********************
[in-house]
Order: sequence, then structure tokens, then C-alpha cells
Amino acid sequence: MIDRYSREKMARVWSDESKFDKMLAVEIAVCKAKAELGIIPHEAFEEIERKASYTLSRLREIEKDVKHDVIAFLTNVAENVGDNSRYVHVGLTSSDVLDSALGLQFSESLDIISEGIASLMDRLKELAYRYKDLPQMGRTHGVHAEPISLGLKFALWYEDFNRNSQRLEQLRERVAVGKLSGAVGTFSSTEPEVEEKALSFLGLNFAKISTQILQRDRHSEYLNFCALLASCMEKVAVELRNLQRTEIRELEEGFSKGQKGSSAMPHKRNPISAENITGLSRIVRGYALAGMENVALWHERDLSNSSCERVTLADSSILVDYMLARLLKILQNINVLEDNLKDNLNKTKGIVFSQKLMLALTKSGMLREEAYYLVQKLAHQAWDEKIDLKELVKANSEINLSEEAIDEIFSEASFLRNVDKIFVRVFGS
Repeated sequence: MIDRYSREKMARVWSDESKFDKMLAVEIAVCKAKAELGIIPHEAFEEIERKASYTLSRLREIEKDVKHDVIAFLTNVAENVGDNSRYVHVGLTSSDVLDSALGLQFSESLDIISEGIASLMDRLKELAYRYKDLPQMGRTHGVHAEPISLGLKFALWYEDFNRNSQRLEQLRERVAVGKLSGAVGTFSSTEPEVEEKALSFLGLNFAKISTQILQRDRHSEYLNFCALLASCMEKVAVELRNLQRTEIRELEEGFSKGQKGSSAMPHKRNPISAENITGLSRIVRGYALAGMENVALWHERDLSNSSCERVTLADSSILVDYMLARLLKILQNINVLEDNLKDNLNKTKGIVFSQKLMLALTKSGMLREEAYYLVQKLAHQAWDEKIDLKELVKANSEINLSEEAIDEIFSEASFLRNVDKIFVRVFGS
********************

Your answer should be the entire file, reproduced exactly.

[in-house]
Order: sequence, then structure tokens, then C-alpha cells
Amino acid sequence: MIDRYSREKMARVWSDESKFDKMLAVEIAVCKAKAELGIIPHEAFEEIERKASYTLSRLREIEKDVKHDVIAFLTNVAENVGDNSRYVHVGLTSSDVLDSALGLQFSESLDIISEGIASLMDRLKELAYRYKDLPQMGRTHGVHAEPISLGLKFALWYEDFNRNSQRLEQLRERVAVGKLSGAVGTFSSTEPEVEEKALSFLGLNFAKISTQILQRDRHSEYLNFCALLASCMEKVAVELRNLQRTEIRELEEGFSKGQKGSSAMPHKRNPISAENITGLSRIVRGYALAGMENVALWHERDLSNSSCERVTLADSSILVDYMLARLLKILQNINVLEDNLKDNLNKTKGIVFSQKLMLALTKSGMLREEAYYLVQKLAHQAWDEKIDLKELVKANSEINLSEEAIDEIFSEASFLRNVDKIFVRVFGS
Repeated sequence: MIDRYSREKMARVWSDESKFDKMLAVEIAVCKAKAELGIIPHEAFEEIERKASYTLSRLREIEKDVKHDVIAFLTNVAENVGDNSRYVHVGLTSSDVLDSALGLQFSESLDIISEGIASLMDRLKELAYRYKDLPQMGRTHGVHAEPISLGLKFALWYEDFNRNSQRLEQLRERVAVGKLSGAVGTFSSTEPEVEEKALSFLGLNFAKISTQILQRDRHSEYLNFCALLASCMEKVAVELRNLQRTEIRELEEGFSKGQKGSSAMPHKRNPISAENITGLSRIVRGYALAGMENVALWHERDLSNSSCERVTLADSSILVDYMLARLLKILQNINVLEDNLKDNLNKTKGIVFSQKLMLALTKSGMLREEAYYLVQKLAHQAWDEKIDLKELVKANSEINLSEEAIDEIFSEASFLRNVDKIFVRVFGS